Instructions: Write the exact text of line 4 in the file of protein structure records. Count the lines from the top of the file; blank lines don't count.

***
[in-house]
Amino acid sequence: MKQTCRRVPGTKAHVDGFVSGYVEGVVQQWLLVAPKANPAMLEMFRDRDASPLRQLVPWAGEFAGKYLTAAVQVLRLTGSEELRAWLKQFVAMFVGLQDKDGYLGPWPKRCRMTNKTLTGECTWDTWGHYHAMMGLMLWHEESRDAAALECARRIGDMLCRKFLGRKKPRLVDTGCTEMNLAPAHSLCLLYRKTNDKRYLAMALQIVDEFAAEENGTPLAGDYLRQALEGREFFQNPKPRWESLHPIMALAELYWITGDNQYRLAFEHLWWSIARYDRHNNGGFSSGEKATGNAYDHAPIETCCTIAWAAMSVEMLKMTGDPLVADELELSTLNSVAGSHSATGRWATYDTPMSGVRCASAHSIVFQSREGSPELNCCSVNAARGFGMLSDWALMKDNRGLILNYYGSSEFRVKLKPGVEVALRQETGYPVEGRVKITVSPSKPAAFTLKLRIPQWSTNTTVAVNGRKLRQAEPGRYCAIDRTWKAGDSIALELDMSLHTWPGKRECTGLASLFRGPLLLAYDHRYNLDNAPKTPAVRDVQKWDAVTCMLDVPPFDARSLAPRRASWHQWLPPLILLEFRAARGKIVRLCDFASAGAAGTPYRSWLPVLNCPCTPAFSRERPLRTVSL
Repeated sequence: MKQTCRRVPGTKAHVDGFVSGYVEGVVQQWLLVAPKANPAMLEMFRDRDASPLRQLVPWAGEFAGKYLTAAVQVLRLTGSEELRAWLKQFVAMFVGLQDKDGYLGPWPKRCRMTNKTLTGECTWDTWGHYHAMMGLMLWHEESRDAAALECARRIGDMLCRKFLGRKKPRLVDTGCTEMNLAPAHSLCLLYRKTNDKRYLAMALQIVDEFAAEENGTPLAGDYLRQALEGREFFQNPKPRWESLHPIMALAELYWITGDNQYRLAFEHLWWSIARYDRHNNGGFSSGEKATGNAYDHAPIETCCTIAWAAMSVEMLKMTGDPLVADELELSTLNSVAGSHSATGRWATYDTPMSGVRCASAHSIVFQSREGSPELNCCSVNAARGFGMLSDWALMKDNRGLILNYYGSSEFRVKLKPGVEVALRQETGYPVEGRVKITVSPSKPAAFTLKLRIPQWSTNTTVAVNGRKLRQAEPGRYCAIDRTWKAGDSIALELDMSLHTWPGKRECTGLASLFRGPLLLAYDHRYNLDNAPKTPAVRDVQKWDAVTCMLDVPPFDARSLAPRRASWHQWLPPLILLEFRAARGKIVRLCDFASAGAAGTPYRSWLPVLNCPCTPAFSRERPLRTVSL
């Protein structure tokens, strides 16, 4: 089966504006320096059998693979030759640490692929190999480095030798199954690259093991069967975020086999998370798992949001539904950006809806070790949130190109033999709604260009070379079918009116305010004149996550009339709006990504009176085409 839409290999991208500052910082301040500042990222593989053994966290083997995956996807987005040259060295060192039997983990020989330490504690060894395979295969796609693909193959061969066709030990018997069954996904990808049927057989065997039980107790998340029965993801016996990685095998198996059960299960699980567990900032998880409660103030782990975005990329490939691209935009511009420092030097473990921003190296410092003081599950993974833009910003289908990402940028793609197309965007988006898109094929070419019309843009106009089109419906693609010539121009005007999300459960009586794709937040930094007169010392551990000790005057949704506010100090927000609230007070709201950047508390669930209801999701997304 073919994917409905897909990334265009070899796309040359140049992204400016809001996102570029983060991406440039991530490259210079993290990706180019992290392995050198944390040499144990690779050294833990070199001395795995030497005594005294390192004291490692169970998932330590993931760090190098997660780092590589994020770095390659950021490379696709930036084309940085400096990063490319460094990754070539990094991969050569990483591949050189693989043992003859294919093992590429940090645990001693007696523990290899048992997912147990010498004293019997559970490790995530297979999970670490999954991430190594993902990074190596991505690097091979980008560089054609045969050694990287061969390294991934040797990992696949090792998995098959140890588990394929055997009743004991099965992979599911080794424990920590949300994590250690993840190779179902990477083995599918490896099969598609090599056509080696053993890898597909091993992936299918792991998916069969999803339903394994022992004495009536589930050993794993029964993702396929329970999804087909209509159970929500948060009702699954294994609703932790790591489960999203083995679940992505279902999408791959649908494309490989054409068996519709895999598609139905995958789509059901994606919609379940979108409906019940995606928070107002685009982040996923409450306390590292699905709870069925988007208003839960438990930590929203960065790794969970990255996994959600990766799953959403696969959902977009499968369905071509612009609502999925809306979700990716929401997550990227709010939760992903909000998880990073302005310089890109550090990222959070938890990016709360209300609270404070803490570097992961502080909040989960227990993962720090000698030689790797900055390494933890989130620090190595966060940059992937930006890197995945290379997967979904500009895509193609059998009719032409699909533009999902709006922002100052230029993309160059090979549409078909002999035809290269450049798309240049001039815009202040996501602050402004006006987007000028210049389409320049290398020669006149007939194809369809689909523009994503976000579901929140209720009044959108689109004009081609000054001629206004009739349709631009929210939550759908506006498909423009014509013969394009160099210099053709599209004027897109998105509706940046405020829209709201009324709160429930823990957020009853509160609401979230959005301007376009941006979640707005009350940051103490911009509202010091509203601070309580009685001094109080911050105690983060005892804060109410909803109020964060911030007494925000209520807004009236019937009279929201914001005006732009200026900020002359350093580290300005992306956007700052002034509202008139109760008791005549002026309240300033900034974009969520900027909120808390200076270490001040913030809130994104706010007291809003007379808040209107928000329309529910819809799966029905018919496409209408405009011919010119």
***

């Protein structure tokens, strides 16, 4: 089966504006320096059998693979030759640490692929190999480095030798199954690259093991069967975020086999998370798992949001539904950006809806070790949130190109033999709604260009070379079918009116305010004149996550009339709006990504009176085409 839409290999991208500052910082301040500042990222593989053994966290083997995956996807987005040259060295060192039997983990020989330490504690060894395979295969796609693909193959061969066709030990018997069954996904990808049927057989065997039980107790998340029965993801016996990685095998198996059960299960699980567990900032998880409660103030782990975005990329490939691209935009511009420092030097473990921003190296410092003081599950993974833009910003289908990402940028793609197309965007988006898109094929070419019309843009106009089109419906693609010539121009005007999300459960009586794709937040930094007169010392551990000790005057949704506010100090927000609230007070709201950047508390669930209801999701997304 073919994917409905897909990334265009070899796309040359140049992204400016809001996102570029983060991406440039991530490259210079993290990706180019992290392995050198944390040499144990690779050294833990070199001395795995030497005594005294390192004291490692169970998932330590993931760090190098997660780092590589994020770095390659950021490379696709930036084309940085400096990063490319460094990754070539990094991969050569990483591949050189693989043992003859294919093992590429940090645990001693007696523990290899048992997912147990010498004293019997559970490790995530297979999970670490999954991430190594993902990074190596991505690097091979980008560089054609045969050694990287061969390294991934040797990992696949090792998995098959140890588990394929055997009743004991099965992979599911080794424990920590949300994590250690993840190779179902990477083995599918490896099969598609090599056509080696053993890898597909091993992936299918792991998916069969999803339903394994022992004495009536589930050993794993029964993702396929329970999804087909209509159970929500948060009702699954294994609703932790790591489960999203083995679940992505279902999408791959649908494309490989054409068996519709895999598609139905995958789509059901994606919609379940979108409906019940995606928070107002685009982040996923409450306390590292699905709870069925988007208003839960438990930590929203960065790794969970990255996994959600990766799953959403696969959902977009499968369905071509612009609502999925809306979700990716929401997550990227709010939760992903909000998880990073302005310089890109550090990222959070938890990016709360209300609270404070803490570097992961502080909040989960227990993962720090000698030689790797900055390494933890989130620090190595966060940059992937930006890197995945290379997967979904500009895509193609059998009719032409699909533009999902709006922002100052230029993309160059090979549409078909002999035809290269450049798309240049001039815009202040996501602050402004006006987007000028210049389409320049290398020669006149007939194809369809689909523009994503976000579901929140209720009044959108689109004009081609000054001629206004009739349709631009929210939550759908506006498909423009014509013969394009160099210099053709599209004027897109998105509706940046405020829209709201009324709160429930823990957020009853509160609401979230959005301007376009941006979640707005009350940051103490911009509202010091509203601070309580009685001094109080911050105690983060005892804060109410909803109020964060911030007494925000209520807004009236019937009279929201914001005006732009200026900020002359350093580290300005992306956007700052002034509202008139109760008791005549002026309240300033900034974009969520900027909120808390200076270490001040913030809130994104706010007291809003007379808040209107928000329309529910819809799966029905018919496409209408405009011919010119």